Texas A&M prof suspended over ‘Scholar Strike’ involvement
In September, Texas A&M sent a letter to staff warning of consequences for those who chose to participate in the Scholar Strike.
Despite that warning, one associate professor of sociology chose to participate anyway and has been suspended for two days without pay.
One Texas A&M professor is facing repercussions for participating in the Scholar Strike in September. Associate professor of sociology Wendy Leo Moore was suspended for two days without pay.
Campus Reform previously reported that Texas A&M University sent a letter to staff warning that Scholar Strike participants would face consequences, as Texas law prohibits public employees from going on strike. Despite the warning, Moore chose to partake.
According to Inside Higher Ed, Moore said, “I believe that the people who complained about my participation only did so because they are trying to silence progressive voices for racial equity.”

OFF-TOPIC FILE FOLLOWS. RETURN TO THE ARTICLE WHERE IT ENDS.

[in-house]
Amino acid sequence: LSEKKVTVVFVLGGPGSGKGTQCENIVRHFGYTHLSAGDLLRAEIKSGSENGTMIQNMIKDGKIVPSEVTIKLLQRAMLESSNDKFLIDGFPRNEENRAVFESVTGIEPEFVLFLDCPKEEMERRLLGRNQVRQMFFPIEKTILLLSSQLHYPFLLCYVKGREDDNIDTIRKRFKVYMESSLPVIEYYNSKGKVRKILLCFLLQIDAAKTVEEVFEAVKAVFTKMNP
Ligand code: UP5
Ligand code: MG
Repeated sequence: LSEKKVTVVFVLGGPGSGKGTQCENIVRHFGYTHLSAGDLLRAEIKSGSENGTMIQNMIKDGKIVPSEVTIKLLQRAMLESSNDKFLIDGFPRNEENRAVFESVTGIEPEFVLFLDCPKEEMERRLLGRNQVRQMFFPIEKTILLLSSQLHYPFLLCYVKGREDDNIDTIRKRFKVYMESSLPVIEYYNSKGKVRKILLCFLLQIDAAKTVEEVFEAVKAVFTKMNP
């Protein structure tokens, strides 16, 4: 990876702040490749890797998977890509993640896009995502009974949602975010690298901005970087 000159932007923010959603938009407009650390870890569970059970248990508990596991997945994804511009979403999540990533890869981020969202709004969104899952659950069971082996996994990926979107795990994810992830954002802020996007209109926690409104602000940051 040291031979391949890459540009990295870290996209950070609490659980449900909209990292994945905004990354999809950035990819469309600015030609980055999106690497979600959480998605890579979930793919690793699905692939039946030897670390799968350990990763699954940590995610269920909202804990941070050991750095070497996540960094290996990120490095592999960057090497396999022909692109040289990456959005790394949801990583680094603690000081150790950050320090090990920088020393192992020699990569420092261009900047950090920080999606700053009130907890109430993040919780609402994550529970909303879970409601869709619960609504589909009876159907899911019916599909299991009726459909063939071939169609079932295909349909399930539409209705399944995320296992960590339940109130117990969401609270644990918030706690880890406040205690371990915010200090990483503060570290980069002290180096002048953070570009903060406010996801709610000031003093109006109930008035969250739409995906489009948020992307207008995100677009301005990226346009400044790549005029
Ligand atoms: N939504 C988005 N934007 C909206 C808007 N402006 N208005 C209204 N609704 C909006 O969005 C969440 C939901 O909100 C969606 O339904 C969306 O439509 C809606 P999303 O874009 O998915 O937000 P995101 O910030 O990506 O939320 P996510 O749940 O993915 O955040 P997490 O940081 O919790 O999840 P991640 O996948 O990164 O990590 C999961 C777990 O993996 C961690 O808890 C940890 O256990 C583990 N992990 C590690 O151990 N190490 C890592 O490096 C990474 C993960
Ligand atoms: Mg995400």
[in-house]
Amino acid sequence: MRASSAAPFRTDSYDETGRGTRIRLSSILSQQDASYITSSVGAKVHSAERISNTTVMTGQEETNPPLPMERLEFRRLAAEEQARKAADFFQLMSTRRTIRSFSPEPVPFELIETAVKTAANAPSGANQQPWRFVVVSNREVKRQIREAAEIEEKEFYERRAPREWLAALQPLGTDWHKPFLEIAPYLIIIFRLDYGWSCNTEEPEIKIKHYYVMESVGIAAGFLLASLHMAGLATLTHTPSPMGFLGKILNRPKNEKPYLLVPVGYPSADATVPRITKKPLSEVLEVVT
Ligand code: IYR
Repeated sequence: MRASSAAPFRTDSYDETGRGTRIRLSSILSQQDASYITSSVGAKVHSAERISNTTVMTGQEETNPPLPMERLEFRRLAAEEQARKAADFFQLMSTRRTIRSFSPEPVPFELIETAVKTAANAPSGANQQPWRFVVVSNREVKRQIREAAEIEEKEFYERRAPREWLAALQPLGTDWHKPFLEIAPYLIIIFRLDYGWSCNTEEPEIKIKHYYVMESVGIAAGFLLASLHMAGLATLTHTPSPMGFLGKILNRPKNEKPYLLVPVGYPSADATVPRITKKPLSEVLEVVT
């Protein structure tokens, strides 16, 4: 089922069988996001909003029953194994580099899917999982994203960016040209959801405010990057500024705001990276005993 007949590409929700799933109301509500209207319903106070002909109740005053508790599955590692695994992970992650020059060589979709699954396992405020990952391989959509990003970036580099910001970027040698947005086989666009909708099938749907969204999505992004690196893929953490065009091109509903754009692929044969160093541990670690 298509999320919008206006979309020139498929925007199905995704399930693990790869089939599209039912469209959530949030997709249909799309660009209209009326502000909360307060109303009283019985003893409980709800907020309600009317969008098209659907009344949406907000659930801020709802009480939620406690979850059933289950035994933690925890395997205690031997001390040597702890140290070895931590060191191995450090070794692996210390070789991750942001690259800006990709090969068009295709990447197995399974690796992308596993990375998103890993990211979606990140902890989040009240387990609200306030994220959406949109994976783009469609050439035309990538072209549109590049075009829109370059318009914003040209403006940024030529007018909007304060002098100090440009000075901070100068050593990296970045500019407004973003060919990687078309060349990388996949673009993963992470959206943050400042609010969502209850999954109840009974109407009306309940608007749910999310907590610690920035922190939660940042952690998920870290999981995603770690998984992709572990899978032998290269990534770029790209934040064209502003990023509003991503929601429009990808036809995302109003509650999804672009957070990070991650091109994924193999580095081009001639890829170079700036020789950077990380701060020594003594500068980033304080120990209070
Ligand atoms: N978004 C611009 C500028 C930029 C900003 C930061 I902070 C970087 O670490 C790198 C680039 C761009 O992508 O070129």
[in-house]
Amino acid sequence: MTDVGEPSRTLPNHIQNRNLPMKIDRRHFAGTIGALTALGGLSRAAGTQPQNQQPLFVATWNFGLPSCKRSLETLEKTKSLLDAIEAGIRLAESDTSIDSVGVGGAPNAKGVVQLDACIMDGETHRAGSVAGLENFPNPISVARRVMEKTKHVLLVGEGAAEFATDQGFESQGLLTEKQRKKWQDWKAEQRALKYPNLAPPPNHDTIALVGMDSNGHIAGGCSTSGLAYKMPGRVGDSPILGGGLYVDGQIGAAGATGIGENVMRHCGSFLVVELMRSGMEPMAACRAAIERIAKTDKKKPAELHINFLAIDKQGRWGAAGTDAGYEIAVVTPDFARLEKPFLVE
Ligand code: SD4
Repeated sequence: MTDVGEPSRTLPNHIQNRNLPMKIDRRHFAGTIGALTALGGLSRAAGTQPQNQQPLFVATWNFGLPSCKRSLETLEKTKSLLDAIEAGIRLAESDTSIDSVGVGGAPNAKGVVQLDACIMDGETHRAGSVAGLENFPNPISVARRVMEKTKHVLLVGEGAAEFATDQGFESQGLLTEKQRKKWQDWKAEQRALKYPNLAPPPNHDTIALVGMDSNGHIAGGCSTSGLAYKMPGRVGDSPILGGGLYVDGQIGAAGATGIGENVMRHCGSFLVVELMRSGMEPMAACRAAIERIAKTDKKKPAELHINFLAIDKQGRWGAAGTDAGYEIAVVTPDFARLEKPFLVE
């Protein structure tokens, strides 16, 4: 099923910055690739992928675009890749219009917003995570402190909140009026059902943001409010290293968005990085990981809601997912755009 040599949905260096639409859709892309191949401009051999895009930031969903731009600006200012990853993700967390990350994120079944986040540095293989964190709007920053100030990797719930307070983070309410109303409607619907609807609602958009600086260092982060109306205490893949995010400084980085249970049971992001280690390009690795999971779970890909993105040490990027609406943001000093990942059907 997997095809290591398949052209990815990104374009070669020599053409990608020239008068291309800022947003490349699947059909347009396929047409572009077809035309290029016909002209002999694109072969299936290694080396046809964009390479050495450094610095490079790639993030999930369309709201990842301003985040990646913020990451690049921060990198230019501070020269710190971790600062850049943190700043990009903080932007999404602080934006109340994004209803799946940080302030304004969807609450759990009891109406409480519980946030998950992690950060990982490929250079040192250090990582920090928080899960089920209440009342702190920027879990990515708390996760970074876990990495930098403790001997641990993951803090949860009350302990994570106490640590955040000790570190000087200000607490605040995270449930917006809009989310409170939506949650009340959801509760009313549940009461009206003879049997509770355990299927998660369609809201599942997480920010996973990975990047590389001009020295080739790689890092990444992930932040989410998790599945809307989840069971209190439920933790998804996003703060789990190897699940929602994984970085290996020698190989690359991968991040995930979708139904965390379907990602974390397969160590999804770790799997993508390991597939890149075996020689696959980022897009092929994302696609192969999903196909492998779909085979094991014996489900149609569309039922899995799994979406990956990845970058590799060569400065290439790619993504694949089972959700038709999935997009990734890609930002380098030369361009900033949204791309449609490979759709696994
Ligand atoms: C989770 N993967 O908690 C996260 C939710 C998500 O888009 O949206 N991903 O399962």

In a statement to Campus Reform, a Texas A&M University representative said, “Texas A&M has an appeal process for disciplinary actions, and all rules and processes are being followed.”
Meanwhile, another professor in Mississippi is also being investigated for participating in the nationwide strike.
Campus Reform spoke exclusively with State Auditor Shad White, who is calling on the University of Mississippi to withhold two days of pay from sociology professor James Thomas.
The Scholar Strike took place on college campuses across the country September 8-9, in which hundreds of scholars halted teaching duties for 48 hours to protest racial injustice. The idea was started by a professor who was inspired by the NBA protest the week prior.
Campus Reform reached out to Moore for a statement but did not hear back in time for publication.
Follow the author of this article on Twitter: @JezzamineWolk